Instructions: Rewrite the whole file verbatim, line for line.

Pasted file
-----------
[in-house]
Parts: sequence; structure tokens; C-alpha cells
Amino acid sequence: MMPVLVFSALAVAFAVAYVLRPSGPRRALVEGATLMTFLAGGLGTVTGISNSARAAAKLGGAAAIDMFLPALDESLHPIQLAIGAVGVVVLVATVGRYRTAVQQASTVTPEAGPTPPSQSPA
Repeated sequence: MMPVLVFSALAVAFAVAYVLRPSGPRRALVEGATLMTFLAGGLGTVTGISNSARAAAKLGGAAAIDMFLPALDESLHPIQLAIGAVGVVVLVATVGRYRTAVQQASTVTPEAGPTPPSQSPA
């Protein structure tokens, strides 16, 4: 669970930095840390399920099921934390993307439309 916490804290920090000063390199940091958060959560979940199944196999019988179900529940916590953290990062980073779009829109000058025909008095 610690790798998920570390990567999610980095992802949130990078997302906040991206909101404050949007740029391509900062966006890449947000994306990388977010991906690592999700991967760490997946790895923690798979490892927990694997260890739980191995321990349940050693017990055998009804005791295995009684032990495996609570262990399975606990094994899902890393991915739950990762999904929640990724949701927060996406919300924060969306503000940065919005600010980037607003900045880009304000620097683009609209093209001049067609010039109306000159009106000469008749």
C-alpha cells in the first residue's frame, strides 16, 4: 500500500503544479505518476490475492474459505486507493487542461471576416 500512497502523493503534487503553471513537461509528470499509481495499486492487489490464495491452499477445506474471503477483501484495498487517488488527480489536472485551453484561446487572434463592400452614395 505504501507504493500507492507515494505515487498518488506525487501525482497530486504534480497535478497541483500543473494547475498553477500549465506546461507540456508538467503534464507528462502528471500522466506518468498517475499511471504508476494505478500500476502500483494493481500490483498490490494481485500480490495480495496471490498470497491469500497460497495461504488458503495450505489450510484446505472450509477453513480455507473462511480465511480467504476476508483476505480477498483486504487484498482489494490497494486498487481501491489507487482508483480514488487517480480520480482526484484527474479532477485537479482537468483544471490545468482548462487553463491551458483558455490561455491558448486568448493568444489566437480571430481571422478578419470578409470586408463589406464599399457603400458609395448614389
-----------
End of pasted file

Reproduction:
[in-house]
Parts: sequence; structure tokens; C-alpha cells
Amino acid sequence: MMPVLVFSALAVAFAVAYVLRPSGPRRALVEGATLMTFLAGGLGTVTGISNSARAAAKLGGAAAIDMFLPALDESLHPIQLAIGAVGVVVLVATVGRYRTAVQQASTVTPEAGPTPPSQSPA
Repeated sequence: MMPVLVFSALAVAFAVAYVLRPSGPRRALVEGATLMTFLAGGLGTVTGISNSARAAAKLGGAAAIDMFLPALDESLHPIQLAIGAVGVVVLVATVGRYRTAVQQASTVTPEAGPTPPSQSPA
């Protein structure tokens, strides 16, 4: 669970930095840390399920099921934390993307439309 916490804290920090000063390199940091958060959560979940199944196999019988179900529940916590953290990062980073779009829109000058025909008095 610690790798998920570390990567999610980095992802949130990078997302906040991206909101404050949007740029391509900062966006890449947000994306990388977010991906690592999700991967760490997946790895923690798979490892927990694997260890739980191995321990349940050693017990055998009804005791295995009684032990495996609570262990399975606990094994899902890393991915739950990762999904929640990724949701927060996406919300924060969306503000940065919005600010980037607003900045880009304000620097683009609209093209001049067609010039109306000159009106000469008749």
C-alpha cells in the first residue's frame, strides 16, 4: 500500500503544479505518476490475492474459505486507493487542461471576416 500512497502523493503534487503553471513537461509528470499509481495499486492487489490464495491452499477445506474471503477483501484495498487517488488527480489536472485551453484561446487572434463592400452614395 505504501507504493500507492507515494505515487498518488506525487501525482497530486504534480497535478497541483500543473494547475498553477500549465506546461507540456508538467503534464507528462502528471500522466506518468498517475499511471504508476494505478500500476502500483494493481500490483498490490494481485500480490495480495496471490498470497491469500497460497495461504488458503495450505489450510484446505472450509477453513480455507473462511480465511480467504476476508483476505480477498483486504487484498482489494490497494486498487481501491489507487482508483480514488487517480480520480482526484484527474479532477485537479482537468483544471490545468482548462487553463491551458483558455490561455491558448486568448493568444489566437480571430481571422478578419470578409470586408463589406464599399457603400458609395448614389